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I am busy practicing on designing a simple todo list webapp whereby a user can authenticate into the app and save todo list items. The user is also only able to to view/edit the todo list items that they added.

This seems to be a general feature (authenticated user only views their own data) in most web applications (or applications in general).

To me what is important is having knowledge of the different options for accomplishing this. What I would like to achieve is a solution that can handle lots of users' data effectively. At the moment I am doing this using a Relational Database, but noSQL answers would be useful to me as well.

The following ideas came to mind:

  • Add a user_id column each time this "feature" is needed.
  • Add an association table (in the example above a user_todo_list_item table) that associates the data.
  • Design in such a way that you have a table per user per "feature" ... so you would have a todolist_userABC table. It's an option but I do not like it much since a thousand user's means a thousand tables?!
  • Add row level security to the specific "feature". I am not familiar on how this works but it seems to be a valid option. I am also not sure whether this is database vendor specific.

    Of my choices I went with the user_id column on the todolist_item table. Although it can do the job, I feel that a user_id column might be problematic when reading data if the data within the table gets large enough. One could add an index I guess but I am not sure of the index's effectiveness.

    What I don't like about it is that I need to have a user_id for every table where I desire this type of feature which doesn't seem correct to me? It also seems that when I implement the database layer I would have to add this to my queries for every feature (unless I use some AOP)?

    I had a look around (How does Trello store data in MongoDB? (Collection per board?)), but it does not speak about the techniques regarding user_id columns or things like that. I also tried reading about this in some security frameworks (Spring Security to be specific) but it seems that it only goes into privileges/permissions on a table level and not a row level?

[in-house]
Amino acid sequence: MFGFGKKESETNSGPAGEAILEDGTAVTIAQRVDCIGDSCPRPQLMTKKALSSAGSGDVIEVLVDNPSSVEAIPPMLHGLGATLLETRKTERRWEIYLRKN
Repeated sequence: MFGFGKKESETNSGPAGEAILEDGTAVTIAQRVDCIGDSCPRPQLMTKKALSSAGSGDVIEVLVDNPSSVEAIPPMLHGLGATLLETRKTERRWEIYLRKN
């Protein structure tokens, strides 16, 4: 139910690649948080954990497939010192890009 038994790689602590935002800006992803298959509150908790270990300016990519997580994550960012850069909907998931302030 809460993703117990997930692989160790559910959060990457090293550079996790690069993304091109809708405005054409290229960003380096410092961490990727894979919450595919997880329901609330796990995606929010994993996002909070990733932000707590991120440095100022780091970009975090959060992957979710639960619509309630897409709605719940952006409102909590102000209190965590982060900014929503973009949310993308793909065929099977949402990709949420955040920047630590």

So the question is whether my choice was appropriate and if there are better techniques to do this?

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    1 Answer 1

    up vote 0 down vote accepted

    Your choice is the natural thing to do.

    The table-per-user is a non-starter (anything that modifies the database structure in response to user action is usually suspect).

    Row-level security isn't really an option for webapps - it requires each user session to have a separate, persistent connection to the database, which is rarely practical. And yes, it is vendor-specific.

    How you index your tables depends entirely on your usage patterns and types of queries you want to run. Is 'show all TODOs for a user' a query you want to support (seems like it would be)? Then and index on the user id is obviously needed.

    Why does having a user_id column seem wrong to you? If you want to restrict access by user, you need to be able to identify which user the record belongs to. Doesn't actually mean that every table needs it - for example, if one record composes another (say, your TODOs have 'steps', each step belongs to a single TODO), only the root of the object graph needs the user id.

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    It's not that the user_id column is wrong, it's just that if one adds more tables that require this then this seems cumbersome. The idea of only having the root in the object graph contain the user_id is useful though. –  Shiraaz.M Jan 10 '13 at 6:50

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